Books (and PhD thesis)

Connecting Concepts

Clinton Golding. (2002) Connecting Concepts: Thinking Activities for Students (ACER Press)

We make sense of the world using concepts such as friendship, knowledge and justice, yet we rarely explictly examine these concepts. Clear guidelines, examples and sample questions provide a step-by-step introduction to conceptual analysis in the classroom.

Interdisc_Guide-1Integrating the Disciplines: Successful interdisciplinary subjects

Clinton Golding. (2009) Integrating the Disciplines, (Centre for the Study of Higher Education)

 

 

Developing a Thinking Classroom: A workbook for professional learning teams

Published in Australia: Clinton Golding. (2005) Developing a Thinking Classroom (Hawker Brownlow Education)

A school thinking culture starts with the teachers. Developing a Thinking Classroom supports teachers through their own  professional learning in education for thinking.

Developing a Thinking Classroom: A workbook for professional learning teams

Published in New Zealand: Clinton Golding. (2005) Developing a Thinking Classroom (Thinkshop). Available as eBook.

 

 

Thinking with Rich Concepts

Published in Australia: Clinton Golding. (2006) Thinking with Rich Concepts (Hawker Brownlow Education)

We often want our students to actively process, evaluate, synthesise and apply information so they can understand what they are learning and make thoughtful and creative products and judgements. But they can also resist thinking. “Just tell us the answer,” they complain. What we need is thinking treasure that is alluring enough to engage their thinking and complex enough to require it. Yet finding something appropriate for our students can be difficult and time-consuming. And helping them to keep on track as they hunt for this treasure can be even more difficult.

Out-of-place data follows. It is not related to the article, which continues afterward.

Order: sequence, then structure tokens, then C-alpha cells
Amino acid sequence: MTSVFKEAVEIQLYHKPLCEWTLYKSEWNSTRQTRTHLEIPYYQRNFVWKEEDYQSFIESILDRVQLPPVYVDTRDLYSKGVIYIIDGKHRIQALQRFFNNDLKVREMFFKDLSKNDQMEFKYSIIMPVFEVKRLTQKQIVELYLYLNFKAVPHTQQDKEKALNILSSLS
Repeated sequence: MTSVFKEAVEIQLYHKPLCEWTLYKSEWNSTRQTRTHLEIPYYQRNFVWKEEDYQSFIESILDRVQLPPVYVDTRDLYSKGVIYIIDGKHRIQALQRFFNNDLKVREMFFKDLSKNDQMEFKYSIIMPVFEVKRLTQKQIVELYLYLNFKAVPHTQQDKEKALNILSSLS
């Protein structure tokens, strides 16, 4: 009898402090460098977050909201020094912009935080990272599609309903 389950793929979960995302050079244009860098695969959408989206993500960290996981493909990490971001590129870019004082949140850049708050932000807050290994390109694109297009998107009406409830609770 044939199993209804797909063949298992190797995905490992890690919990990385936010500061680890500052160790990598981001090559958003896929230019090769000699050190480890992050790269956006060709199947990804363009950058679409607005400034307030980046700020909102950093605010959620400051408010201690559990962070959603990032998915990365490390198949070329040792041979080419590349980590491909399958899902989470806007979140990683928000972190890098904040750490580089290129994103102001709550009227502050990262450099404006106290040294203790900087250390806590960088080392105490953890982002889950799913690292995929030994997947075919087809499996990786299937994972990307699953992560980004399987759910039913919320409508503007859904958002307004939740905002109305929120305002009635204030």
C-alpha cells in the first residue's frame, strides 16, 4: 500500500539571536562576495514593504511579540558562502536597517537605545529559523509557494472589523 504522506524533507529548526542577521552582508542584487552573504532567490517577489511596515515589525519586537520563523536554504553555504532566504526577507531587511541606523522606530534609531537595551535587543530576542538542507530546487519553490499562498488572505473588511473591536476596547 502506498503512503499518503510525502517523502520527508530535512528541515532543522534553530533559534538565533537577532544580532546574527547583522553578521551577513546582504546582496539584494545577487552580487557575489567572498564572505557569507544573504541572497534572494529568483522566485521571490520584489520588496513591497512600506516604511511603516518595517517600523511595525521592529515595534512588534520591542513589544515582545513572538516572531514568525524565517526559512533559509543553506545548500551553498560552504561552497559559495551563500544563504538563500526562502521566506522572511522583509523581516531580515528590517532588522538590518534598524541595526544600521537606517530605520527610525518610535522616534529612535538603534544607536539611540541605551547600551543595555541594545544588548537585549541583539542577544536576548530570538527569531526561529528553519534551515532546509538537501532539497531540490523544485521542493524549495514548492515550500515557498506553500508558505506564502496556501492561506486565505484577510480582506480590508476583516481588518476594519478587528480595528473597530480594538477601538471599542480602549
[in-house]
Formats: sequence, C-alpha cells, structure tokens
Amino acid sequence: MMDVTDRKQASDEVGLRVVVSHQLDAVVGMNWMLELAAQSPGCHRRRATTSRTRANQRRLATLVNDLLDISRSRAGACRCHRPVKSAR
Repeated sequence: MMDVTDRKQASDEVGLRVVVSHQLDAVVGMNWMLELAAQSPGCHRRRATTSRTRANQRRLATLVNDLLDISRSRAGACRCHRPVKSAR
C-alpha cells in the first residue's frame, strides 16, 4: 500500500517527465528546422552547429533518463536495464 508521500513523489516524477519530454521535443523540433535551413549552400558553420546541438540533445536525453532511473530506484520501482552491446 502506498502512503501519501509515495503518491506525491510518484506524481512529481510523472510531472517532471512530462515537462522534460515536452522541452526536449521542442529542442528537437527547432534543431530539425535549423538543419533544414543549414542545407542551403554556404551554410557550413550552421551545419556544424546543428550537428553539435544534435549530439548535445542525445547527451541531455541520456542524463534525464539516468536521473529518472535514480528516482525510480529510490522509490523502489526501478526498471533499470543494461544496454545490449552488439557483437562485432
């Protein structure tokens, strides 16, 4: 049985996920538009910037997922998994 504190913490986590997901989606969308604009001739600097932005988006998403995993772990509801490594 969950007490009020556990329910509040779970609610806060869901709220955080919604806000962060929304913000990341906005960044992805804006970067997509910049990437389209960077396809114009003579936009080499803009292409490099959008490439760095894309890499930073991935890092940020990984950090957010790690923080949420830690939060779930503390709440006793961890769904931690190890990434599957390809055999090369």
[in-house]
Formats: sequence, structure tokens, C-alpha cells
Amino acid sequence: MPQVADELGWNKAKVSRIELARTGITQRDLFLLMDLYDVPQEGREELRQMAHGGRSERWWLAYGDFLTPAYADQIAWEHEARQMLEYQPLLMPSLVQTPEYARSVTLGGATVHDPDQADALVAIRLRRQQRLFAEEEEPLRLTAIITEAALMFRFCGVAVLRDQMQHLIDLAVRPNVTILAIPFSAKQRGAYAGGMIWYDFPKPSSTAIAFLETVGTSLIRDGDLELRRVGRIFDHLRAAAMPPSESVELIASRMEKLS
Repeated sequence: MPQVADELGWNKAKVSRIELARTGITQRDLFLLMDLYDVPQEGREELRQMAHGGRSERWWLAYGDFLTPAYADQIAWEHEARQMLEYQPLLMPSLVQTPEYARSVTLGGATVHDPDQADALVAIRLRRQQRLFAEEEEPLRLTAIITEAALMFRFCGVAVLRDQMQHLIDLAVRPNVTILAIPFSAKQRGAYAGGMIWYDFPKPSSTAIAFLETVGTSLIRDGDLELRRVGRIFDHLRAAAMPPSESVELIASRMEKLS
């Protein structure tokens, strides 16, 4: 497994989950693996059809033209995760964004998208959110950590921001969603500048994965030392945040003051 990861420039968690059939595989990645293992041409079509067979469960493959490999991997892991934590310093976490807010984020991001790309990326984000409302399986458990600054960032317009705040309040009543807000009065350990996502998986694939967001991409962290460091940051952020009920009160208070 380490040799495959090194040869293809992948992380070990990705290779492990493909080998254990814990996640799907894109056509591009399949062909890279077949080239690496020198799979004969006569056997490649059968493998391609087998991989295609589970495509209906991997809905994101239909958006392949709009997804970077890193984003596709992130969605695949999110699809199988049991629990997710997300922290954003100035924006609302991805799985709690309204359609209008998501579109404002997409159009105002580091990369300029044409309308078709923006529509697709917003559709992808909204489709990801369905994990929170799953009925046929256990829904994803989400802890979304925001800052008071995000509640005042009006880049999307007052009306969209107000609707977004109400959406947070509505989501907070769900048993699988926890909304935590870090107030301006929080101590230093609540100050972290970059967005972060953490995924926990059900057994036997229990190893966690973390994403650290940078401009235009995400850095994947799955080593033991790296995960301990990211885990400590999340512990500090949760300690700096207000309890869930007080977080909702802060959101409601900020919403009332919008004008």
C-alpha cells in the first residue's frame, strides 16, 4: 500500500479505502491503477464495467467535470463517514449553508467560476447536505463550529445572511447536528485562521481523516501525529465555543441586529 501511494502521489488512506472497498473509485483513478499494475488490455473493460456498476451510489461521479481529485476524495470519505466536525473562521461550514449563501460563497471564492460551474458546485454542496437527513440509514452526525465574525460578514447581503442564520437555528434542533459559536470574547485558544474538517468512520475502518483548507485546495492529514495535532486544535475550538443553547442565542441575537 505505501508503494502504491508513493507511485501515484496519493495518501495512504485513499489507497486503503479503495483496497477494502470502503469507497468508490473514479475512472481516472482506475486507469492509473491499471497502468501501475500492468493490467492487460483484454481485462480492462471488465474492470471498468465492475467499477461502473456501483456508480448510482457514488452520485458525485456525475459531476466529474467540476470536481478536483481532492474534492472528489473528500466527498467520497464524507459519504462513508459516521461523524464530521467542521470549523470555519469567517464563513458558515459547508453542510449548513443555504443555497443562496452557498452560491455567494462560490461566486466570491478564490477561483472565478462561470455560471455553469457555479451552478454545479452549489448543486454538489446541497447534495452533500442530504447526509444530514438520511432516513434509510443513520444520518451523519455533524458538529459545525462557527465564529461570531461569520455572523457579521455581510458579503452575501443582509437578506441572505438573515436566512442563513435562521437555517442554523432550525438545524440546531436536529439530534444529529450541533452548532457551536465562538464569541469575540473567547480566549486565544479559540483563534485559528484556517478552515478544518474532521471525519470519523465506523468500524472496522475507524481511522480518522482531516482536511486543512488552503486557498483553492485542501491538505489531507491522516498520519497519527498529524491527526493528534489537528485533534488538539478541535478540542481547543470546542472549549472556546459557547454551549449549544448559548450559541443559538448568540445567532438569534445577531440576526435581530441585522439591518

A series of provocative ‘thinking treasures’ that your students will love to explore, and a series of strategies that will make sure their exploration is discerning and productive. Rich Concepts include: Happiness; Choice; Ownership; Identity; and 10 more that lead students into thoughtful, guided discussion. Student warm-ups to start ideas flowing, then move through various exercises and respond to different statements to really grapple with each concept.

Thinking with Rich Concepts

Published in New Zealand: Clinton Golding. (2005) Thinking with Rich Concepts (Thinkshop). Available as eBook.

 

 

“That’s a better idea!” Philosophical Progress for Philosophy for Children, (2010) PhD thesis, Melbourne University.

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